While Figment is technically an adventure game, I personally feel like it falls into the puzzle genre more than anything else. Why? Well, because the amount of actual adventuring that you’ll be doing pales in comparison to the amount of time that you’ll be solving puzzles. I guess that kind of makes sense though, given where the whole game takes place.
I’ve got to applaud how this game handles its puzzles. Rather than relying on the bizarre or obtuse gimmicks (as many games today seem to do), Figment nurtures the player’s puzzle-solving skills. Things start off easy enough. Mechanics are clearly demonstrated, and the game makes sure that you know what you’re doing. Slowly but surely however, it builds upon itself. While the general structure of many puzzles are the same (essentially just requiring the players to collect and use the appropriate items), they become more complex over time and require players to think several steps ahead. I also appreciate the fact that there’s no penalty for failure. Some of these puzzles can get tricky, and it’s easy to mess up. Fortunately, if you do, the game always allows you to correct your mistakes.
While the “item use” puzzles do remain a constant throughout Figment, you can be sure that they’re not the only ones that you’ll be running into. Each area features a number of unique puzzles. Once again following the overall theme of the game, these puzzles often times make players use a variety of skills, including musical ability, recognition, and spacial awareness, and were all quite fun.
Each level in Figment also contains a handful of forgotten memories. While not necessary, collecting them provides the player with some interesting backstory. They’re also hidden behind some of the trickiest puzzles in the game. Going a step further than the norm, these puzzles really challenge you think outside of the box by making players use items abnormally, or solve puzzles which they may have already solved before in new ways.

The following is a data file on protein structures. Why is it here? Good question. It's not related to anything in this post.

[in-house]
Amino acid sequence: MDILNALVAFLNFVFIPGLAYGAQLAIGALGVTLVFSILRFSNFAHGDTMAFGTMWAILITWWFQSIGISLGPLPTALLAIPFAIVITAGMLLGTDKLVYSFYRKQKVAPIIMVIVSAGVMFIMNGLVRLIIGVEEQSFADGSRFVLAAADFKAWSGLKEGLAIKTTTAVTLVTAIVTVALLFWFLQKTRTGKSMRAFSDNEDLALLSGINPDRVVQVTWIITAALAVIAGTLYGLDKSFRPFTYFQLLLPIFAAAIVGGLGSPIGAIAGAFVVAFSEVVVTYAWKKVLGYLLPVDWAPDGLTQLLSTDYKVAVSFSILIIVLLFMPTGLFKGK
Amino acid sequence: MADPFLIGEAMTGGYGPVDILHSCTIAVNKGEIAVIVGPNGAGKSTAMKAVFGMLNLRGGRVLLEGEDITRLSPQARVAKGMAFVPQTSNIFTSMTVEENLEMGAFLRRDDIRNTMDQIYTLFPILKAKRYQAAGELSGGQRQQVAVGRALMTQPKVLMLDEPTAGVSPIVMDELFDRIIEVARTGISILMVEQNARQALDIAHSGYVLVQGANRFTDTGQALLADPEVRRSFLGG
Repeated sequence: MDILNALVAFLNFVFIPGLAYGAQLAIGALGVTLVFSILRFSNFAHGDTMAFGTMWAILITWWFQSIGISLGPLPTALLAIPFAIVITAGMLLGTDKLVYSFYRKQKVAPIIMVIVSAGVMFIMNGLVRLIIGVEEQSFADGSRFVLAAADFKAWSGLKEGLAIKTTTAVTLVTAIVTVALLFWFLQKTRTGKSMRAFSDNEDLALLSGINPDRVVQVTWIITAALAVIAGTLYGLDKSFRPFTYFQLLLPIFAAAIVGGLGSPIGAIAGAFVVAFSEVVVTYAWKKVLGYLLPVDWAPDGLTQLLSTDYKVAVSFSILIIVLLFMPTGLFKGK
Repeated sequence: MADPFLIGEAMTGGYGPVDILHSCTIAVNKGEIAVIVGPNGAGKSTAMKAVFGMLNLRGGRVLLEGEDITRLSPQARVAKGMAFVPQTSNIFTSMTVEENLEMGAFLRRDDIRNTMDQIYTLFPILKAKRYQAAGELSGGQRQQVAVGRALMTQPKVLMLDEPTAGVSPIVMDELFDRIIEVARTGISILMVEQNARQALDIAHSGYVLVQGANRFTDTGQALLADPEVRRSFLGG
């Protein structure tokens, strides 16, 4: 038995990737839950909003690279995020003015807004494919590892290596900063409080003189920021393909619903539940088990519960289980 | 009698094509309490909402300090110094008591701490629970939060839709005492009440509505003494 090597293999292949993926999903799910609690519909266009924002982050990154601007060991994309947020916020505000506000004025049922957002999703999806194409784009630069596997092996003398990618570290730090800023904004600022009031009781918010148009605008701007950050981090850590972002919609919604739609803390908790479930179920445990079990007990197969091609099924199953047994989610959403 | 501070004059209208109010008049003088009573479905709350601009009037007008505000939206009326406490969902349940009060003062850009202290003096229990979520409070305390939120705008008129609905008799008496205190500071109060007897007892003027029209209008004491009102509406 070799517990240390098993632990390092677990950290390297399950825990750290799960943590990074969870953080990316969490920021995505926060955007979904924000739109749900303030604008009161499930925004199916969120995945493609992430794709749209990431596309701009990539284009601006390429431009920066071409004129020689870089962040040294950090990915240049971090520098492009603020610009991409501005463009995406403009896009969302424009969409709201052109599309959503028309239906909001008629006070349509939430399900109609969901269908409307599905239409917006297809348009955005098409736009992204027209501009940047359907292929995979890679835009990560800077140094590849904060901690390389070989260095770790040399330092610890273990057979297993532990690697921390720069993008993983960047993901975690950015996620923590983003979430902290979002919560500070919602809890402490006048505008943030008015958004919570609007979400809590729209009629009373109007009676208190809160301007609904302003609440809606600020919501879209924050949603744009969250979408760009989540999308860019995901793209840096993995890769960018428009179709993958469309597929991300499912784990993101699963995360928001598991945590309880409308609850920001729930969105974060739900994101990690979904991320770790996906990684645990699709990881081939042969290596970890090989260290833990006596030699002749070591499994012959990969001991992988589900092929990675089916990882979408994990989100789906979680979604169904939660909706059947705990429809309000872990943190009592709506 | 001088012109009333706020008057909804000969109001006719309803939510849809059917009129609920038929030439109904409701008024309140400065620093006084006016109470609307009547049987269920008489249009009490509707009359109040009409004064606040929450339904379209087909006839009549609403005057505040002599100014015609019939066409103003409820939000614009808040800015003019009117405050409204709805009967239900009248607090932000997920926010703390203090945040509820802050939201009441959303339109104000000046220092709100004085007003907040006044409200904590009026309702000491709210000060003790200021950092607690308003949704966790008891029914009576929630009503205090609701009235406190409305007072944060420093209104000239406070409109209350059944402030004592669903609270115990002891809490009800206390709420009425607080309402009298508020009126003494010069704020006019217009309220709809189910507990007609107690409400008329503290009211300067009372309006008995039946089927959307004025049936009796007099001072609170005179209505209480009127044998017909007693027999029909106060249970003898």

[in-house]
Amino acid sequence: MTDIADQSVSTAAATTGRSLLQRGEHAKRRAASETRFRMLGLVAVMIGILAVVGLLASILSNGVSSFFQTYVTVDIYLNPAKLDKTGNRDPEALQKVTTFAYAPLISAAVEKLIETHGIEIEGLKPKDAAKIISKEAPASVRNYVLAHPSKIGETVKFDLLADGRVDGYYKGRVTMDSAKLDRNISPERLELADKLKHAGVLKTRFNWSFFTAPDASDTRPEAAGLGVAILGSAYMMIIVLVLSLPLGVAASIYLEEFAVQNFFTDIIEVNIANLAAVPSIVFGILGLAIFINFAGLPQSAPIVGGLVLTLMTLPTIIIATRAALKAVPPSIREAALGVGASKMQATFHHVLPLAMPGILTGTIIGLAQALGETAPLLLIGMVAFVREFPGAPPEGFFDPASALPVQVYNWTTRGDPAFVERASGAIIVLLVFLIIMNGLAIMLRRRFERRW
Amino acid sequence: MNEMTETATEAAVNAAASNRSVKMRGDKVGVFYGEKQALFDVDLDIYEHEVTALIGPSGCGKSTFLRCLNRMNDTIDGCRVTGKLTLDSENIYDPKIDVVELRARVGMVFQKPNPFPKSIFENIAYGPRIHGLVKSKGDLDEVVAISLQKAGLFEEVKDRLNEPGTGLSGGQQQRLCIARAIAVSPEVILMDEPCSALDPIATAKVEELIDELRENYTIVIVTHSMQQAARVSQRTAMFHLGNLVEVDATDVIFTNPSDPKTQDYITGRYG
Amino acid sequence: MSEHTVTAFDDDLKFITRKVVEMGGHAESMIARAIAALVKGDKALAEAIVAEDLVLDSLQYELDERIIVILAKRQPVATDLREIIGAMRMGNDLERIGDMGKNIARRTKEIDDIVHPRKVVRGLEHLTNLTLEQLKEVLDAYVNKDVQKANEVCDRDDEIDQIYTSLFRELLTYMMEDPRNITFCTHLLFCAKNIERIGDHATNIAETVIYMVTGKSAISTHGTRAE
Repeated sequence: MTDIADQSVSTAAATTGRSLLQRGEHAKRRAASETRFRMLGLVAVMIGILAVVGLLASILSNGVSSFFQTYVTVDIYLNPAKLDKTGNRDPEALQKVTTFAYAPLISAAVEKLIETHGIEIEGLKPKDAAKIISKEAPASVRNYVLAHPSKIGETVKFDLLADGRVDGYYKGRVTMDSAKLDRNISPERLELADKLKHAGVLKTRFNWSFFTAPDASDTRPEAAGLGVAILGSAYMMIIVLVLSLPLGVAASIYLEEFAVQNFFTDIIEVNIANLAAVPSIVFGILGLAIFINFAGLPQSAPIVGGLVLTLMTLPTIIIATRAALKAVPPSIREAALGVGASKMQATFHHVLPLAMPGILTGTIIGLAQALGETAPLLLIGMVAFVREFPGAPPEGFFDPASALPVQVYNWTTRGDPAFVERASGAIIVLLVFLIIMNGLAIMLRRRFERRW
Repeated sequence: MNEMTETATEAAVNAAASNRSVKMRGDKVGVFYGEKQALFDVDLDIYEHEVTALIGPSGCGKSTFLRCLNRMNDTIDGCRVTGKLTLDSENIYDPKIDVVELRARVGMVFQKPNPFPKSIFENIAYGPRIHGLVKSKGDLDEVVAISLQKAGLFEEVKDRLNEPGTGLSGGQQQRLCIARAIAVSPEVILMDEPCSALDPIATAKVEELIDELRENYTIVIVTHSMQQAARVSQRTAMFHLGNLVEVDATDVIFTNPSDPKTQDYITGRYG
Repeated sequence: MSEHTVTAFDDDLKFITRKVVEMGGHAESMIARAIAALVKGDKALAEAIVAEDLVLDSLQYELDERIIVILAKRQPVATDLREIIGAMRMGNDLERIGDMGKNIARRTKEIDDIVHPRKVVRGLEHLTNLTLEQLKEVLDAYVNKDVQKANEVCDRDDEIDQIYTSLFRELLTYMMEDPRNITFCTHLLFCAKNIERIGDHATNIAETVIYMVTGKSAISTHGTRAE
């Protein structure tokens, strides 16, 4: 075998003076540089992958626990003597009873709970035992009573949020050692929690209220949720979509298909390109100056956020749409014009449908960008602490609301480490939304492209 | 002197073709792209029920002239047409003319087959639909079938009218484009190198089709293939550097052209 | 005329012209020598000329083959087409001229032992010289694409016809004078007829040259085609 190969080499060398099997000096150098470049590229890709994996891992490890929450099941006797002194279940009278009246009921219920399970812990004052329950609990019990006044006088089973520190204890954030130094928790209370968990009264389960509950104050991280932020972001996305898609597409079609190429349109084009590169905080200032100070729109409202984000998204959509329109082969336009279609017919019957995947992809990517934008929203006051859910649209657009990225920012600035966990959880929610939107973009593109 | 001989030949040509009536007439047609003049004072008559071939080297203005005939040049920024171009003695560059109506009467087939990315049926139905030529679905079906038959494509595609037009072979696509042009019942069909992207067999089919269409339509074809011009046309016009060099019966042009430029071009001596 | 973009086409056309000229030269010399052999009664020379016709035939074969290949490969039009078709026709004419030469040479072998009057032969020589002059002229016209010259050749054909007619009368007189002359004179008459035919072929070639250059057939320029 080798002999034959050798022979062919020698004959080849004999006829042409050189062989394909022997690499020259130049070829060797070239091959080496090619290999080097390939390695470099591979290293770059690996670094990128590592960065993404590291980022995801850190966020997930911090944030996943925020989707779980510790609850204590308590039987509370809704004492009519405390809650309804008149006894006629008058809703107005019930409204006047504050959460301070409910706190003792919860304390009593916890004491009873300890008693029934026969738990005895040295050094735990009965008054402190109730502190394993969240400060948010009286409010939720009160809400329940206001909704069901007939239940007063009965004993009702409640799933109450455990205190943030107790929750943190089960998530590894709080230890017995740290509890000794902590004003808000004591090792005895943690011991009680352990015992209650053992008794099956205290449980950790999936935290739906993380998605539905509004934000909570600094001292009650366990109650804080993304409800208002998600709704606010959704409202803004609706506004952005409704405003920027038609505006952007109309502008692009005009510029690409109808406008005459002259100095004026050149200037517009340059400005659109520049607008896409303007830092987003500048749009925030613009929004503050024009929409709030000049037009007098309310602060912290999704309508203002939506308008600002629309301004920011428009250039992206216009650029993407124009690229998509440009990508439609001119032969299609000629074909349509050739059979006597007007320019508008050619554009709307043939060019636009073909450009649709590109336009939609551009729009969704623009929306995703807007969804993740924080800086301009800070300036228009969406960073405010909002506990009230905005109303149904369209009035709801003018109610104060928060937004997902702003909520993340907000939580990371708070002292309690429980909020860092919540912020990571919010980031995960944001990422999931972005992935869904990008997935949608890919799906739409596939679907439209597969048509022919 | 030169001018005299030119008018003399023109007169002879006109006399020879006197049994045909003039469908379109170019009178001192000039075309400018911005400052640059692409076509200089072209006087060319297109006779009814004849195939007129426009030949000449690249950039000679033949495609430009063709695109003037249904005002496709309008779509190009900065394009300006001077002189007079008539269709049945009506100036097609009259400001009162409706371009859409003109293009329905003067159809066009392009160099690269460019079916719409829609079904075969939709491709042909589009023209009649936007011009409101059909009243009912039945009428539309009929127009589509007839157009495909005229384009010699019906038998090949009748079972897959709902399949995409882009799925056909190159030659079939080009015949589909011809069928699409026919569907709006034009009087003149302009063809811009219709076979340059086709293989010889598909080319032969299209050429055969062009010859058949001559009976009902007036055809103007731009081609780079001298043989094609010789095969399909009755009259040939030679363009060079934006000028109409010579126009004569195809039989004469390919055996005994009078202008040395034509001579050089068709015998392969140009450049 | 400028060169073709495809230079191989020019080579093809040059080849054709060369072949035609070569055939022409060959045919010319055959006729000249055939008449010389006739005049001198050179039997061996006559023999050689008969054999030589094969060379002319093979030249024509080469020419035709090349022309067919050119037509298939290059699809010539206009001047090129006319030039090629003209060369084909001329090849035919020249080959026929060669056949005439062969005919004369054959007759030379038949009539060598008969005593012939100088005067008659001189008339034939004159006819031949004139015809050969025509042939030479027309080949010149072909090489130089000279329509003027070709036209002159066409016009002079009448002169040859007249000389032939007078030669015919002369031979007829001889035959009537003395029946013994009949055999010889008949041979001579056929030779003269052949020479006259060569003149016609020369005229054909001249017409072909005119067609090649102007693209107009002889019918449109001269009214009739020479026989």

It’s All About Perception
Serving as the icing on top of a inspired narrative and a fun puzzle-solving adventure is Figment‘s asthetic. The game’s visuals are presented in a hand-drawn, surreal manner that accurately seems to depict whichever area of the brain you’re currently in. From the artistic Freedom Isles to the logical Clockwork Town, Figment‘s vivid visuals add even more to the game’s story, and are a treat to look at.
Figment also has… singing bosses. Seriously. As the nightmares try to kill you, they sing. I can’t help but laugh when thinking about it, even now. It’s so goofy. But, amazingly enough, it works. As with literally everything else in the game, Figment‘s musical maladies have meaning, and more often than not serve as subtle backstories regarding the character singing them. Yeah, sure, I can’t really take a giant singing spider tied to a rope that seriously as a boss. Not even when it’s trying to rip me apart. But I’d be lying if I said that I wasn’t amused by it.
Figment may not be the most challenging game ever, but it’s a lot of fun, and exceptionally clever as far as Psychological representation is concerned. I definitely reccomend that you try this game out for yourself. Before that, however, I’d like to make a suggestion; brush up on your Psych basics. While the game has a lot of charm even as an abstract concept, having at least a somewhat basic understanding of how the mind works makes this game so much better. Trust me, it’s worth it.
FINAL VERDICT: 4/5
Available on: PC (Reviewed) ; Publisher: Bedtime Digital Games ; Developer: Bedtime Digital Games ; Players: 1 ; Released: September 22, 2017 ; ESRB: N/A ; MSRP: $19.99
Full disclosure: This review is based on a copy of Figment given to Hey Poor Player by the Publisher